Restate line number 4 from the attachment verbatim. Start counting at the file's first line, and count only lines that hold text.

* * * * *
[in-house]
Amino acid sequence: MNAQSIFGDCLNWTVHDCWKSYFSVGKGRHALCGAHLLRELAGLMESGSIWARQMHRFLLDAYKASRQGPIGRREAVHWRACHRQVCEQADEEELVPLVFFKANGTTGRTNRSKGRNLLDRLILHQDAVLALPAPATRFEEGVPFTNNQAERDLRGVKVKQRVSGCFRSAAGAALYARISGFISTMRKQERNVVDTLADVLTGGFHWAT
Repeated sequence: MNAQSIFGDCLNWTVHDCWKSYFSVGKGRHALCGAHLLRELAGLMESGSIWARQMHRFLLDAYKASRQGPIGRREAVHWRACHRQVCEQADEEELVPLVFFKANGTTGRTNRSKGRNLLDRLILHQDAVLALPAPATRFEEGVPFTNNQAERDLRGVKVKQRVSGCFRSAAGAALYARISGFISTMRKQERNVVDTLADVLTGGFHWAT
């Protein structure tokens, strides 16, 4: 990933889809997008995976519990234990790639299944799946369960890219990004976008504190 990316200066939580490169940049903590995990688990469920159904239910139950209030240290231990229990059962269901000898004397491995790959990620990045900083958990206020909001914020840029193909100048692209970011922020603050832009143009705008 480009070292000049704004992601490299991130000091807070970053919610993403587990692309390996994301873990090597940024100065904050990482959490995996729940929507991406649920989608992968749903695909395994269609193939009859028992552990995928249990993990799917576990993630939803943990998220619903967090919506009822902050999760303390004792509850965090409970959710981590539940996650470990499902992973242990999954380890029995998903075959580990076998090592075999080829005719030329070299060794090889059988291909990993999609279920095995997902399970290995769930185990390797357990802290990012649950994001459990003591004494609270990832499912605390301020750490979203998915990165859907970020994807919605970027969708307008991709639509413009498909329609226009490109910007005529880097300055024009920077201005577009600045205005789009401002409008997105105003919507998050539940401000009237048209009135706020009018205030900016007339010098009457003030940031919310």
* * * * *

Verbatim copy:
């Protein structure tokens, strides 16, 4: 990933889809997008995976519990234990790639299944799946369960890219990004976008504190 990316200066939580490169940049903590995990688990469920159904239910139950209030240290231990229990059962269901000898004397491995790959990620990045900083958990206020909001914020840029193909100048692209970011922020603050832009143009705008 480009070292000049704004992601490299991130000091807070970053919610993403587990692309390996994301873990090597940024100065904050990482959490995996729940929507991406649920989608992968749903695909395994269609193939009859028992552990995928249990993990799917576990993630939803943990998220619903967090919506009822902050999760303390004792509850965090409970959710981590539940996650470990499902992973242990999954380890029995998903075959580990076998090592075999080829005719030329070299060794090889059988291909990993999609279920095995997902399970290995769930185990390797357990802290990012649950994001459990003591004494609270990832499912605390301020750490979203998915990165859907970020994807919605970027969708307008991709639509413009498909329609226009490109910007005529880097300055024009920077201005577009600045205005789009401002409008997105105003919507998050539940401000009237048209009135706020009018205030900016007339010098009457003030940031919310």